Estimated time of arrival of the intial wave is 3:24 a.m. Wednesday HST.
Update [1:05 a.m.]
Honolulu Mayor Kirk Caldwell has announced that Hanauma Bay Nature Preserve will be closed today due to the possibility of dangerous and unpredictable conditions in the bay as a result of the tsunami advisory.
The following is a portion of the media release announcing the park's closure:
Based on an 8.2 magnitude earthquake that occurred off the coast of Chile, the Pacific Tsunami Warning Center issued a Tsunami Advisory around 5:45 p.m. Tuesday. Although no destructive tsunami had been generated, the possibility remains that there will be unusual currents and wave heights along Oahu shores beginning after 3 a.m., which may persist throughout the day in some areas.
Public safety officials will assess the conditions throughout the day and the city will re-open Hanauma Bay Nature Preserve when it is safe to do so.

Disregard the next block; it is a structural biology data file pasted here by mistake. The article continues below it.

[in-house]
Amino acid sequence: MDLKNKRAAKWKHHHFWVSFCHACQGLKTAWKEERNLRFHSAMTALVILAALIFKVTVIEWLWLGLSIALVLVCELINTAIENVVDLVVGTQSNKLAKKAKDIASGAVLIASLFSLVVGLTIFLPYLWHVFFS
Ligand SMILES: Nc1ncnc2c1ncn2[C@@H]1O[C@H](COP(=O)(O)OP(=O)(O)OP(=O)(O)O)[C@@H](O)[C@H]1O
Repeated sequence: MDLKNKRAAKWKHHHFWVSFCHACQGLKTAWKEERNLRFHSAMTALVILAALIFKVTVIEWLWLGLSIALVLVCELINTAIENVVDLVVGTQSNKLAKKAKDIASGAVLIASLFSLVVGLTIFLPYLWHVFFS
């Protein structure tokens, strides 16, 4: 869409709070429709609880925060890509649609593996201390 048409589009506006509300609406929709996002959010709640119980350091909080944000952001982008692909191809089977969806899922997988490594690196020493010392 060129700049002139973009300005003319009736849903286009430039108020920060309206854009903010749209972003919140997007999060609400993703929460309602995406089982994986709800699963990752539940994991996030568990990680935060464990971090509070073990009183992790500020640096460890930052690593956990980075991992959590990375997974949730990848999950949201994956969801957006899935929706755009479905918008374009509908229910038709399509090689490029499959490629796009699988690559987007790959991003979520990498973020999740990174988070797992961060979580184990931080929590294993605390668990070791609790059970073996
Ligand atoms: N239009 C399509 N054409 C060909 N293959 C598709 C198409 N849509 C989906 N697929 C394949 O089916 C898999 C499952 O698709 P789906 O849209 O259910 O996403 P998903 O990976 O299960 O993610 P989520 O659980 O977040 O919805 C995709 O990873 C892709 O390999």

Update [10:48 p.m.]
Because of the stadning tsunami advisory, Maui County officials have closed all beaches on Maui, Molokai and Lanai until 12 p.m. on Wednesday, according to a County spokesperson.
Beaches on Oahu and Hawaii Island will remain closed until 8 a.m. on Wednesday as a precaution, officials on both islands say.
A tsunami advisory remains in effect for the entire state of Hawaii.
"Stay out of the ocean overnight and tomorrow morning," said Caldwell. "Thankfully there is no destructive tsunami and it appears there will be no major threat to land on Oahu, but the earthquake in Chile may create dangerous ocean currents from 3 a.m. through the morning. Safety first. We are partially activating our Emergency Operations Center with our first responders including police, fire, EMS and Ocean Safety but a full activation is not necessary at this time."
The Department of Emergency Management is coordinating with Public Safety officials and leaders in the visitor industry to alert residents and visitors to stay out of the ocean and away from immediate shorelines during this period. In addition, everyone should stay away from the immediate vicinity of streams and canals that feed directly into the ocean. Boaters should exercise caution when entering or exiting harbors.